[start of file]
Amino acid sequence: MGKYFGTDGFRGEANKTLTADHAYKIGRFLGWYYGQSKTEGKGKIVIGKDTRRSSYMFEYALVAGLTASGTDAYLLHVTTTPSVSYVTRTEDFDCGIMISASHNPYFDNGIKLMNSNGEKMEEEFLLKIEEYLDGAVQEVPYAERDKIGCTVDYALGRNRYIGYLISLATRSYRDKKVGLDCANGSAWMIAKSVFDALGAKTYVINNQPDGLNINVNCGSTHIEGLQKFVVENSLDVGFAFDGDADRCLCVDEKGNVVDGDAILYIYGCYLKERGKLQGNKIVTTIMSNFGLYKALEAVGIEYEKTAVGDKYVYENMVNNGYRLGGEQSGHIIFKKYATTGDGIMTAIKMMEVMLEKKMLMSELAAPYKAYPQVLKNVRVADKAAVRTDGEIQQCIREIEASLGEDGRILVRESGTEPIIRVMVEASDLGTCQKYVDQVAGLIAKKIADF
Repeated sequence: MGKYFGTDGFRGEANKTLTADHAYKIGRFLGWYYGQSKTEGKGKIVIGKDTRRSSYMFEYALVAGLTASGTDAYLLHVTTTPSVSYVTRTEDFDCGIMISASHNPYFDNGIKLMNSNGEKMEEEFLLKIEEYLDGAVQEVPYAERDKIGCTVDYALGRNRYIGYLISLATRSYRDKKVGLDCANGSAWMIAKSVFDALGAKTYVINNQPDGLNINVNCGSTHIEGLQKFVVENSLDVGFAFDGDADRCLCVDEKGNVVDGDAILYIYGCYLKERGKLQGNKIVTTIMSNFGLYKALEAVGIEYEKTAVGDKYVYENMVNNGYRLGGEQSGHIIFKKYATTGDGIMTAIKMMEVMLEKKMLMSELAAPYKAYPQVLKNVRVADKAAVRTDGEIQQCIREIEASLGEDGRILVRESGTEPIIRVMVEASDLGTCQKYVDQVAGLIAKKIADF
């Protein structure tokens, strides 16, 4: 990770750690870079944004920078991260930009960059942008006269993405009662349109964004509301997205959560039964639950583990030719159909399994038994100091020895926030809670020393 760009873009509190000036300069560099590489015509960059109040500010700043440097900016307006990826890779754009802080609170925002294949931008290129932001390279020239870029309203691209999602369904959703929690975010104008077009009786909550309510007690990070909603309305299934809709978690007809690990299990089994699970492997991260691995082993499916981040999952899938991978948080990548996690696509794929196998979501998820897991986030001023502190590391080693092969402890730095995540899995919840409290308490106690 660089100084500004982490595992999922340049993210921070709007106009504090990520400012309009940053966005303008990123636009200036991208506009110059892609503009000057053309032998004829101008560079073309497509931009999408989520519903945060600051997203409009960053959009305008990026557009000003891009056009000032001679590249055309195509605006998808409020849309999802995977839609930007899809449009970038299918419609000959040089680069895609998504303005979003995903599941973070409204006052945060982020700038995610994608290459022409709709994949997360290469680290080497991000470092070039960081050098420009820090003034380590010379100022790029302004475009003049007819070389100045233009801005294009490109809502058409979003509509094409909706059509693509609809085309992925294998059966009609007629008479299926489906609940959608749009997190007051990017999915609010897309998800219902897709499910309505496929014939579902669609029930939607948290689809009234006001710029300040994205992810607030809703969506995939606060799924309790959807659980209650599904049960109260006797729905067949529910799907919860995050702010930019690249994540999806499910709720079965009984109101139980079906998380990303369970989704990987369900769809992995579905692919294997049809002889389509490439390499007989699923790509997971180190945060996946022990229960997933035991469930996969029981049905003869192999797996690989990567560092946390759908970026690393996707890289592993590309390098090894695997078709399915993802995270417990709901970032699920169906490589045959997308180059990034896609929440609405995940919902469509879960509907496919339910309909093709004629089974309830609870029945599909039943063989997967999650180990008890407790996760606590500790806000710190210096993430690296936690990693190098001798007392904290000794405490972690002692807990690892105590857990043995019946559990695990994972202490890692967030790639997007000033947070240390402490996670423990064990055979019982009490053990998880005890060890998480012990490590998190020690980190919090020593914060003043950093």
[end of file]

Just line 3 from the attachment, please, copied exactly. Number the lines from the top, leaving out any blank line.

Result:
């Protein structure tokens, strides 16, 4: 990770750690870079944004920078991260930009960059942008006269993405009662349109964004509301997205959560039964639950583990030719159909399994038994100091020895926030809670020393 760009873009509190000036300069560099590489015509960059109040500010700043440097900016307006990826890779754009802080609170925002294949931008290129932001390279020239870029309203691209999602369904959703929690975010104008077009009786909550309510007690990070909603309305299934809709978690007809690990299990089994699970492997991260691995082993499916981040999952899938991978948080990548996690696509794929196998979501998820897991986030001023502190590391080693092969402890730095995540899995919840409290308490106690 660089100084500004982490595992999922340049993210921070709007106009504090990520400012309009940053966005303008990123636009200036991208506009110059892609503009000057053309032998004829101008560079073309497509931009999408989520519903945060600051997203409009960053959009305008990026557009000003891009056009000032001679590249055309195509605006998808409020849309999802995977839609930007899809449009970038299918419609000959040089680069895609998504303005979003995903599941973070409204006052945060982020700038995610994608290459022409709709994949997360290469680290080497991000470092070039960081050098420009820090003034380590010379100022790029302004475009003049007819070389100045233009801005294009490109809502058409979003509509094409909706059509693509609809085309992925294998059966009609007629008479299926489906609940959608749009997190007051990017999915609010897309998800219902897709499910309505496929014939579902669609029930939607948290689809009234006001710029300040994205992810607030809703969506995939606060799924309790959807659980209650599904049960109260006797729905067949529910799907919860995050702010930019690249994540999806499910709720079965009984109101139980079906998380990303369970989704990987369900769809992995579905692919294997049809002889389509490439390499007989699923790509997971180190945060996946022990229960997933035991469930996969029981049905003869192999797996690989990567560092946390759908970026690393996707890289592993590309390098090894695997078709399915993802995270417990709901970032699920169906490589045959997308180059990034896609929440609405995940919902469509879960509907496919339910309909093709004629089974309830609870029945599909039943063989997967999650180990008890407790996760606590500790806000710190210096993430690296936690990693190098001798007392904290000794405490972690002692807990690892105590857990043995019946559990695990994972202490890692967030790639997007000033947070240390402490996670423990064990055979019982009490053990998880005890060890998480012990490590998190020690980190919090020593914060003043950093």